Oil prices finally breaking as global supply jitters start to ease

Oil prices are finally breaking as global supply jitters start to ease. A reported deal with the Libyan government and the Libyan rebels could add close to 600,000 barrels of light crude back into the global marketplace. The break in the Brent crude and the tightening of the spread with the West Texas Intermediate contract may have also been influenced by the weekly petroleum data from the Energy Information Administration. Yet the market has to be on guard from more worries about Russia. Gazprom is expressing concerns about the depletion of Ukrainian natural gasl (NYMEX:HPK14) inventories. This could lead to charges of theft and give them an excuse to cut off supply. This comes the day after Gazprom talked about the importance as remaining a reliable soldiers to Europe.

As I expected, the shutdown of the Houston Shipping channel had a big impact on the weekly supply. The EIA reported that U.S. commercial crude oi (NYMEX:CLK14) inventories fell 2.4 million barrels from the previous week. This came as crude oil imports plunged by 786,000 barrels because of the Channel closure. The market still moved lower because most traders now realize that at 380.1 million barrels supplies are still ample and more than likely we will see those supplies that were stuck in the Houston Shipping Channel show up in the coming weeks. Still the combination of lower supplies than anticipated and more potential supply out of Libya has tightened the spread to around a $5.00 premium Brent.

Yet at the same time U.S. refiners surprised on the upside increasing runs. The EIA said that crude oil refinery inputs increased to 15.3 and they operated at 87.7% of their operable capacity last week. Very impassive considering that we are in shoulder season and some refineries cut back production because of the inability to get oil out of the Houston Shipping Channel.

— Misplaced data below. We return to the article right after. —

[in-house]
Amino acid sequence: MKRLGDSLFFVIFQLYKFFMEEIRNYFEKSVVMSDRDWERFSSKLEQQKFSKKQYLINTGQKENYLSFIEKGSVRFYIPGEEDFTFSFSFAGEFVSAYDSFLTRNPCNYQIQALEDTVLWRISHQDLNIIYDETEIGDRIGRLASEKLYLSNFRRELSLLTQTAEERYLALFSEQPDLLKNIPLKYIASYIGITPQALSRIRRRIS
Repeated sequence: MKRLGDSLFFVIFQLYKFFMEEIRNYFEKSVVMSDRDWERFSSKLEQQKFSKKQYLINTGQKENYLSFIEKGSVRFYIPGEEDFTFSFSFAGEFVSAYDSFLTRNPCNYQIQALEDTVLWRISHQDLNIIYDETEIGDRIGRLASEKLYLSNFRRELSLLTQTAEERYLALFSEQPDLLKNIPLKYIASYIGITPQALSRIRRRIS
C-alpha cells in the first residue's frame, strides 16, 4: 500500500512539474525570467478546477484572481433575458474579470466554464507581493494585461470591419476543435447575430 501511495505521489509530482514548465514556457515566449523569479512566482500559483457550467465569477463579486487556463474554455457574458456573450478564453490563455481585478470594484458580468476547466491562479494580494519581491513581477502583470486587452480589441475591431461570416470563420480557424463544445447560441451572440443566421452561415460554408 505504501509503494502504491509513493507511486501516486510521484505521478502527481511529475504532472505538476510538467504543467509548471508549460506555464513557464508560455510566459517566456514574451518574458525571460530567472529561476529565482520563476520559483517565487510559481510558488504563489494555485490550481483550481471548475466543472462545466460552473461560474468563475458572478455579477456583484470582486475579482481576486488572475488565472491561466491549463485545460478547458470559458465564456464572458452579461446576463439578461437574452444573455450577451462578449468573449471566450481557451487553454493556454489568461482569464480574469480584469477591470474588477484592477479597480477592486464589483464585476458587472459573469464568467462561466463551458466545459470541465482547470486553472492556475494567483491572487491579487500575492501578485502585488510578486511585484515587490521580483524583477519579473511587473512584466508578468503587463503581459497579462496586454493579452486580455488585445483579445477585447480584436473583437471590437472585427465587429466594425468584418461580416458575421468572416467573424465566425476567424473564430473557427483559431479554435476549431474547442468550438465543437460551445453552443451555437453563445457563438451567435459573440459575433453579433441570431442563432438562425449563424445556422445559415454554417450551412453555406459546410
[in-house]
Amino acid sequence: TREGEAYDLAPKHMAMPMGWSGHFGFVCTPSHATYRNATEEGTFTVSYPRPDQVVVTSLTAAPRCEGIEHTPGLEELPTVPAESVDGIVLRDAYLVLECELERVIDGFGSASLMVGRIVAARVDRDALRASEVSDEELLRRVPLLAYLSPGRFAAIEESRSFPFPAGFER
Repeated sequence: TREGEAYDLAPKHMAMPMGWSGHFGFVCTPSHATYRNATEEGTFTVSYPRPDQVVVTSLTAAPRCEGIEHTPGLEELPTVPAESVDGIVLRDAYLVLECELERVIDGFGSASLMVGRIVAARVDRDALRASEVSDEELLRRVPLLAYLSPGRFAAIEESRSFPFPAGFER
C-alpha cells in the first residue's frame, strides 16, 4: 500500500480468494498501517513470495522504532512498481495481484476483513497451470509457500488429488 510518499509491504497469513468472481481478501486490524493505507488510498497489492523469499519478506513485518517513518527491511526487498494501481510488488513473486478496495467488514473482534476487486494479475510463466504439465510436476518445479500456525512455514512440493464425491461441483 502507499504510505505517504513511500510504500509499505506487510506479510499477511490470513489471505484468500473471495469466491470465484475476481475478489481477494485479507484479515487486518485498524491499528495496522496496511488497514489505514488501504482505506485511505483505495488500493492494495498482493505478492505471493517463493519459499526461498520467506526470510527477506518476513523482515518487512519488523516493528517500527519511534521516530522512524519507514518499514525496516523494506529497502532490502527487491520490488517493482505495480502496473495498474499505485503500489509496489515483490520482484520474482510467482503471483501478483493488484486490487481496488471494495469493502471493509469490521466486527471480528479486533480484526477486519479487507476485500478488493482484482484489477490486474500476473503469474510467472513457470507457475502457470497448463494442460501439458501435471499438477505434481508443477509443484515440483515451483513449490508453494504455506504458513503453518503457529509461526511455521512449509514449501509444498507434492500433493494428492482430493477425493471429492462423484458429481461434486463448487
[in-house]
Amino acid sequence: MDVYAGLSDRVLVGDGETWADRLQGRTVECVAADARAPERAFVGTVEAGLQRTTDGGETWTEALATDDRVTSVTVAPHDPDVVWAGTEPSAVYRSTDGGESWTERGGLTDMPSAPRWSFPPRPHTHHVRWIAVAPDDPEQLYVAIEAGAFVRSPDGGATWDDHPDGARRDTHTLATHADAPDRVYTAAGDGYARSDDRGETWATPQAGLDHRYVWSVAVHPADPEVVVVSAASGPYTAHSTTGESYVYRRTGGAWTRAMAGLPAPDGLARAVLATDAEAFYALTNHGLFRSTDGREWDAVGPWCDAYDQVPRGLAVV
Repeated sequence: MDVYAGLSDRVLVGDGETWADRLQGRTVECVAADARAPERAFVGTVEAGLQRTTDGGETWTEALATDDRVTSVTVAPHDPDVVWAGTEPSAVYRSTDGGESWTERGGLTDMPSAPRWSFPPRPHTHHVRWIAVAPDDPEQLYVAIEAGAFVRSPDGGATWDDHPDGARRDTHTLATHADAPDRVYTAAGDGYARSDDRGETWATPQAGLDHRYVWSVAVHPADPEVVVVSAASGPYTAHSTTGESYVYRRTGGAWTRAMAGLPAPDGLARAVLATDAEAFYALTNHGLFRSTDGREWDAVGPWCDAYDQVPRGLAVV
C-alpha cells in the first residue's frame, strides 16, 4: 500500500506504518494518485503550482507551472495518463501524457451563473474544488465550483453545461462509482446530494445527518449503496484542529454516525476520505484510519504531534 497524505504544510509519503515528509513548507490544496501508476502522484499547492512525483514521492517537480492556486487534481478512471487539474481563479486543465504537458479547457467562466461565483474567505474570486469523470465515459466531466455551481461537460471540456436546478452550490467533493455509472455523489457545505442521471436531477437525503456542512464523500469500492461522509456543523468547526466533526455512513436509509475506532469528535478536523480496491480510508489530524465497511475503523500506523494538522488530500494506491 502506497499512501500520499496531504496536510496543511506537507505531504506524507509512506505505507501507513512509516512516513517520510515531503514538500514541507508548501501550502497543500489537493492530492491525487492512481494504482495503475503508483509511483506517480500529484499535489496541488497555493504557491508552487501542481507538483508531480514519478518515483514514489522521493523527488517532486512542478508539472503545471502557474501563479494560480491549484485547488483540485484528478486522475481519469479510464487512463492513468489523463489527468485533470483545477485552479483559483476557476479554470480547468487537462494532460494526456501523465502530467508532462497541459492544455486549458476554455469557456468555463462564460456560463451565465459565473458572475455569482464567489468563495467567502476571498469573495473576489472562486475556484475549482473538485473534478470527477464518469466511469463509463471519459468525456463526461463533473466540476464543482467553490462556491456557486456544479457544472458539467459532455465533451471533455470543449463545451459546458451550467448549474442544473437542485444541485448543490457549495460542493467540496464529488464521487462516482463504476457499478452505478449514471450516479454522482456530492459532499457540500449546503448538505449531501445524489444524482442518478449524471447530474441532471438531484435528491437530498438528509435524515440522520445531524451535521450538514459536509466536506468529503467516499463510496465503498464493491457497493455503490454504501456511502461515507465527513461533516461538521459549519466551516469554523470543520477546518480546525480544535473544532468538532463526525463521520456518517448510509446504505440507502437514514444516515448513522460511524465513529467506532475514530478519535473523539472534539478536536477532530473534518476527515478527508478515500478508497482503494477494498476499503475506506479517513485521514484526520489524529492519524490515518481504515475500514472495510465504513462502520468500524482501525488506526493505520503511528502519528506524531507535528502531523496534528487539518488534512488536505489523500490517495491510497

Yet in the big picture we are becoming less reliant on oil imports every day. The EIA reported that total U.S. net imports of energy, measured in terms of energy content, declined in 2013 to their lowest level in more than two decades. Growth in the production of oil and natural gas displaced imports and supported increased petroleum product exports, driving most of the decline. A large drop in energy imports together with a smaller increase in energy exports led to a 19% decrease in net energy imports from 2012 to 2013. Total energy imports declined faster—down 9% from 2012 to 2013—than in the previous year, while export growth slowed. Crude oil production grew 15%, about the same pace as in 2012, which led imports of crude oil to decrease by 12%, accounting for much of the overall decline in imports. Total U.S. primary energy consumption increased 2.4% after declining in 2011 and 2012, with renewable energy providing the largest percentage increase. 

The EIA gave us a break in ethanol after it showed that supply increased by 222,000 barrels. After a break in corn and a key reversal we saw the biggest break in price since 2006. Of course we are coming from the highest price levels we have seen in years. Reuters reported that ethanol futures fell as much as 11.6 percent on Wednesday, breaking a three-month trend of steep growth, after government data showed stocks and production rose last week and imports of the fuel resumed for the first time in half a year. Ethanol futures had risen over 60 percent since the start of the year, mainly on logistical problems in transporting it to Gulf Coast refineries and the East Coast pricing hub as well as seasonally low stocks. But for some, the increases were overblown. EIA data issued on Wednesday showed stocks of ethanol had increased by 222,000 barrels to 15.9 million barrels in the week ending March 28. Imports amounted to just 11,000 barrels per day (bpd) and were the first since the week ending Oct. 4.

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